Township seeks road funding through special assessment

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The current road-funding situation playing out in Raisin Township has been a contentious item amongst members of the board, but a resolution to those problems was given the green light on Monday, July 14, at the board of trustees meeting.

The board unanimously approved the road committee’s recommendation to move forward with creating a special assessment district and a dedicated line item for future road improvements in the 2015 budget.

“This is the best plan I’ve seen so far,” said trustee Tom Hawkins.

Based on 3,501 parcels at the road committee’s recommended $120 a year assessment, the township could raise up to $420,000 a year for road repair, maintenance and improvements.

“No one wants to pay more taxes,” said trustee Larry Crittenden. “I think we have to help ourselves. Our roads are totally collapsing. We’re going to have to do something or drive on dirt roads again. A number of communities are doing the same fundraising we are.”

“We have to be very very careful with the special assessment. If you do not benefit from that road, you have an argument you can bring forward at either the hearing or tribunal or such to object to the special assessment,” said Raisin Township Supervisor Jay Cavanaugh.

Taking the committee’s recommendation of creating a dedicate line item in the 2015 budget of $100,000 for roads, along with adding $25,000 every year until 2019, could give the township $2.8 million over the next five years to fix some of the $9.8 million worth of repairs roads currently need in the township.

Road committee member Jeremiah Johnson explained that a special assessment is a good idea, especially if the state or county increases taxes.

“A special assessment can get pulled by the board sooner, regardless of term. If we get dinged from every other direction, a special assessment can get pulled early to ease our suffering,” Johnson said.

Under the committee’s recommendation, the majority of the money earned through the special assessment would be used for connector roads within the township, with the money set aside in the budget used for subdivisions.

Residents who want to accelerate the repairs done in a subdivision can petition the board for a special assessment district restricted to that specific subdivision and have owners from within that subdivision pay for those repairs.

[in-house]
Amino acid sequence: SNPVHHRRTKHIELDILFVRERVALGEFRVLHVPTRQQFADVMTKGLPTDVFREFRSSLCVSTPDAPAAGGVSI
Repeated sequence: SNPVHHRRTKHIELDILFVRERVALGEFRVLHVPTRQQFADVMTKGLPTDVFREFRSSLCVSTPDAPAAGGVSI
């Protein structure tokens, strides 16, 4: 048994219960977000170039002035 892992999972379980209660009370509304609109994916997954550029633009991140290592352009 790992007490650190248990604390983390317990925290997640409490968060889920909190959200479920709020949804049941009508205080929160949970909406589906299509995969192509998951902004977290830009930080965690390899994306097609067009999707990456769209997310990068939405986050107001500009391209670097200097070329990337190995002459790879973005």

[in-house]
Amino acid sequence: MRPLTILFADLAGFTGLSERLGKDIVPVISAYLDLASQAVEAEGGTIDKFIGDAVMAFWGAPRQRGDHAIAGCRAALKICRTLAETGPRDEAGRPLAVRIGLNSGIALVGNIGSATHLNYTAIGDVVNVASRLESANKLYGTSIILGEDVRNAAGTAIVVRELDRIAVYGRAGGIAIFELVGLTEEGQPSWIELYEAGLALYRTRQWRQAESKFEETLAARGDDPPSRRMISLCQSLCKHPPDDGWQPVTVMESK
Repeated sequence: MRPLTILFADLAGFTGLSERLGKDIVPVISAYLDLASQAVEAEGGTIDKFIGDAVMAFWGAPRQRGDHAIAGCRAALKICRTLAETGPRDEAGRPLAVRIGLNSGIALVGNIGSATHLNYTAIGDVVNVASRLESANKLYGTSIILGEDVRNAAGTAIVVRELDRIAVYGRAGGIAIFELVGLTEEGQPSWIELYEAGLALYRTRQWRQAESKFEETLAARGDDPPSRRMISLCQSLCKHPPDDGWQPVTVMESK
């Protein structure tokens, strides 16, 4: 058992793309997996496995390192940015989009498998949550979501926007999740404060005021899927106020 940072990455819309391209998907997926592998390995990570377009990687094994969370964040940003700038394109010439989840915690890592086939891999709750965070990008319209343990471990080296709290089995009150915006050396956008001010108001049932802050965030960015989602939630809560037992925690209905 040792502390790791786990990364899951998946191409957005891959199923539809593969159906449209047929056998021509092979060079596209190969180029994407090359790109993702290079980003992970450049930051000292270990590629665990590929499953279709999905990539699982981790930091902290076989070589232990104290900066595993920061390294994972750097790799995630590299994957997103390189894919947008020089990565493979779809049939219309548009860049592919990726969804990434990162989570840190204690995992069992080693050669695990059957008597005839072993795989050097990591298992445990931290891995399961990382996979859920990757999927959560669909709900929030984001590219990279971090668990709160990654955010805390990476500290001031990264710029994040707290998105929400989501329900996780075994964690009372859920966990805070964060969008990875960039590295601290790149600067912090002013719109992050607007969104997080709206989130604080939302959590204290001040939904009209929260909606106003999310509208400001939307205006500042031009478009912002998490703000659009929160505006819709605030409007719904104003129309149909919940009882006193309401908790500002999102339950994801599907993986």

“The majority of Raisin Township residents live in subdivisions,” said Road Committee Chair Steven McGee.

The road committee is now tasked with coming up with the necessary documentation to move forward with the special assessment. Once they are ready, the board will call for a special meeting to pass a resolution to set the first public hearing on the special assessment.

At least 10 days before the public hearing, a notice must be mailed to every parcel owner in the township informing them about the public hearing, and that they must attend in person or by proxy. In order to retain their right to appeal the special assessment at a tax tribunal, a property owner must submit that objection in writing to the board.

In order to stop the assessment, 20 percent of all parcel owners in the township must have submitted a written objection before, or on the day of, the first public hearing. If more than one person, like husband and wife, owns a piece of property, both parties must sign the objection.

Also, an announcement about the special assessment must be made in a local newspaper at least 10 days before the first public hearing.

At the first public hearing, the township will record who preserved their right to appeal the special assessment, and pass the resolution creating it if there is less than 20 percent of parcel owners objecting in writing.

For the second public hearing, a mailing and announcement must be made 10 days before it. Here, the township approves the assessment pool that would be used for the special assessment.




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